DOJ Urges Supreme Court To Reinstate Death Penalty For Marathon Bomber


Boston Marathon bomber Dzhokhar Tsarnaev getty 16:9

Photo: Getty Images

The United States Department of Justice is urging the Supreme Court to reinstate the death penalty sentences for Boston Marathon bomber Dzhokhar Tsarnaev after they were thrown out by a lower court last July.

CBS News reports Acting Solicitor General Elizabeth Prelogar filed a brief with the Supreme Court on Monday (June 14) arguing against the 1st U.S. Circuit Court of Appeals was wrong to vacate the capital sentences recommended by a federal jury in relation to "one of the most important terrorism prosecutions in our nation's history" and called for the nation's highest court to reverse the decision.

"[T]he jury carefully considered each of respondent's crimes and determined that capital punishment was warranted for the horrors that he personally inflicted — setting down a shrapnel bomb in a crowd and detonating it, killing a child and a promising young student, and consigning several others 'to a lifetime of unimaginable suffering,'" Prelogar wrote in the filing via CBS News. "That determination by 12 conscientious jurors deserves respect and reinstatement by this court."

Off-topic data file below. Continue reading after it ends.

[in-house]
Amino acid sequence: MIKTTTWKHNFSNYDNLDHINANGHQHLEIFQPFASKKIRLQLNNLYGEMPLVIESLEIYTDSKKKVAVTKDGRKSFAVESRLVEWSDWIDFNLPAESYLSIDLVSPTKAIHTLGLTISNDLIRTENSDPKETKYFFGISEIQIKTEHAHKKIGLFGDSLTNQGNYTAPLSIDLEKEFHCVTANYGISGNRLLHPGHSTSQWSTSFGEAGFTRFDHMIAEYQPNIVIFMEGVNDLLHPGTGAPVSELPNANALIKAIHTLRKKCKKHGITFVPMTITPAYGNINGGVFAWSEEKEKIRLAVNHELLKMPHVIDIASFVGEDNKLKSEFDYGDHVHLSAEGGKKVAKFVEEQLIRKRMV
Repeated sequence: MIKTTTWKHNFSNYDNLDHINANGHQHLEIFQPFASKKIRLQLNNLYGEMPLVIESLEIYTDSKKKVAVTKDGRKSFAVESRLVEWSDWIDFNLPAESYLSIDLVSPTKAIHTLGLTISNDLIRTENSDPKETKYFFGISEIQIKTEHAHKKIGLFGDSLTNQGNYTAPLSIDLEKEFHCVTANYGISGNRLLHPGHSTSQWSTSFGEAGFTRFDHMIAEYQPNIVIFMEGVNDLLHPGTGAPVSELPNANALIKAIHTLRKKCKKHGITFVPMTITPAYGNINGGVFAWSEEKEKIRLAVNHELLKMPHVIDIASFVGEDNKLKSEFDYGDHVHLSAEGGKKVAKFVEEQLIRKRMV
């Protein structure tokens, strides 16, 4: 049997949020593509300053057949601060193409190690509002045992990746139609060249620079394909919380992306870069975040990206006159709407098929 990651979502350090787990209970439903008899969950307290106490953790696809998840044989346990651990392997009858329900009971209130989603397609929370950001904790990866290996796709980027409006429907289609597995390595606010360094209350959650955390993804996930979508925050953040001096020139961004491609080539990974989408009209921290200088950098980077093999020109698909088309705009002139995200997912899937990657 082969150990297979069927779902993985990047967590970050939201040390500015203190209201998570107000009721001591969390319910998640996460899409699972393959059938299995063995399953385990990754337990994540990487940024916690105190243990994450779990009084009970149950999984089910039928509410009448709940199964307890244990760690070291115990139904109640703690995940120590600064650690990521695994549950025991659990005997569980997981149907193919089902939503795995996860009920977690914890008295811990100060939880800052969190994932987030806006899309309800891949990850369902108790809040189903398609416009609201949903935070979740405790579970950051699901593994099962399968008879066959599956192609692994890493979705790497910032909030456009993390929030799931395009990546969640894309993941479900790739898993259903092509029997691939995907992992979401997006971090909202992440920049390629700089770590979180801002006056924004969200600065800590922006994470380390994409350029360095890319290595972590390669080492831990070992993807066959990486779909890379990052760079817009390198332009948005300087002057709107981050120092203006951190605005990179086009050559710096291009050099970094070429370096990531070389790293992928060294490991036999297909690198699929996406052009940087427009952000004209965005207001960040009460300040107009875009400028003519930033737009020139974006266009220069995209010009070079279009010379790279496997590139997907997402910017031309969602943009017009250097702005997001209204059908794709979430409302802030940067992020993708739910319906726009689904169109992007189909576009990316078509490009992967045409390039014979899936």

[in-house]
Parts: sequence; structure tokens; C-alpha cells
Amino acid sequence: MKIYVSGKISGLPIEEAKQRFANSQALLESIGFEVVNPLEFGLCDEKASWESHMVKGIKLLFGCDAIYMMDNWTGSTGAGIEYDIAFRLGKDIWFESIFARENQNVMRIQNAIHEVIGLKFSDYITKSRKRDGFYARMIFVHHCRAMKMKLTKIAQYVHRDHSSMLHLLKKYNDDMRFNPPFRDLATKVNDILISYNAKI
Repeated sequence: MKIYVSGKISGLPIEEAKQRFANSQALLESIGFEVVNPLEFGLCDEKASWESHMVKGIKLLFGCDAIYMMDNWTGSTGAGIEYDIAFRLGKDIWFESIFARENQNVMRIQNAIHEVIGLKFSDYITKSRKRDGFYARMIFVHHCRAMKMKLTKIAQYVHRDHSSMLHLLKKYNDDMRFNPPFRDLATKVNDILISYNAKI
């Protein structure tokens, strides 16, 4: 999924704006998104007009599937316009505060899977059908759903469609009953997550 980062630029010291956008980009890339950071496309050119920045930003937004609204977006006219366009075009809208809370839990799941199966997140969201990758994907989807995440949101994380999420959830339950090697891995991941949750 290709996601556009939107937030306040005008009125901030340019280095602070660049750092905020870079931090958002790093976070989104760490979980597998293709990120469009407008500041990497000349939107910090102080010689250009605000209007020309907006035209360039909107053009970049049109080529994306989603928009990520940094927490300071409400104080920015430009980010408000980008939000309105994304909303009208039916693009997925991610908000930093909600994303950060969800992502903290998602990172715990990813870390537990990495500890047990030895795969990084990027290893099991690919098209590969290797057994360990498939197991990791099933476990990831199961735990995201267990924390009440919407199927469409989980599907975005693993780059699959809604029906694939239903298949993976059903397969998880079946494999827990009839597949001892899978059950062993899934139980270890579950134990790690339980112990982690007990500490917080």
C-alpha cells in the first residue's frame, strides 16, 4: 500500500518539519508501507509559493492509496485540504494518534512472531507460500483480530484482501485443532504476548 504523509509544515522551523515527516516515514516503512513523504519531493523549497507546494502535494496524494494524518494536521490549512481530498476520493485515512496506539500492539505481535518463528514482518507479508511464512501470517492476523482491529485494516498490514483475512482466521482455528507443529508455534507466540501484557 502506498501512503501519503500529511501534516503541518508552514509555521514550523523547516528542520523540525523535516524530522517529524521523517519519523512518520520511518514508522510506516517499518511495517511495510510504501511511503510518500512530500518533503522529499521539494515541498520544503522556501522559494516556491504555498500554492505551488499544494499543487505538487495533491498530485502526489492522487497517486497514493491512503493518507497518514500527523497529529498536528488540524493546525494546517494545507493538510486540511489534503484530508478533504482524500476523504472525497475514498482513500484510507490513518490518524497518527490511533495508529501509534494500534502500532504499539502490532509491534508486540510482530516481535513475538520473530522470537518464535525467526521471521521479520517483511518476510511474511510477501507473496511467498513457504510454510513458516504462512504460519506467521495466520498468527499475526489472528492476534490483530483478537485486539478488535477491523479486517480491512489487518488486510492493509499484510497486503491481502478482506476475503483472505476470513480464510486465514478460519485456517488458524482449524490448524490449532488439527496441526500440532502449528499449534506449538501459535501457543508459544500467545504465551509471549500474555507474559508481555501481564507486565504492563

In March, the Supreme Court agreed to hear the case involving Tsarnaev after a three-judge panel of the 1st Circuit tossed out capital sentences for the 27-year-old due to issues with jurors' pretrial media exposure in the highly publicized case.

Former President Donald Trump's administration asked justices to review the ruling in October 2020, with then-Attorney General William Barr confirming federal prosecutors would continue to pursue the death penalty, but it was unclear whether the Justice Department of President Joe Biden, who is opposed to the death penalty, would continue pursuing capital sentences.

White House press secretary Jen Psaki said President Biden "has grave concerns" about capital punishment in March, but did not provide additional details on the administration's death penalty policy.

The 2013 bombing killed three people and injured more than 260 after two pressure cooker bombs were set off near the finish line of the Boston Marathon. Tsarnaev's older brother, Tamerlan Tsarnaev, who was also a suspect in the bombing, was killed during a shooting with police three days later.

Tsarnaev was convicted and initially sentenced to death, but the ruling was overturned last July after a three-judge panel ruled that the trial judge "fell short" while screening the jury for potential biases, a decision that has since been appealed to the U.S. Supreme Court.


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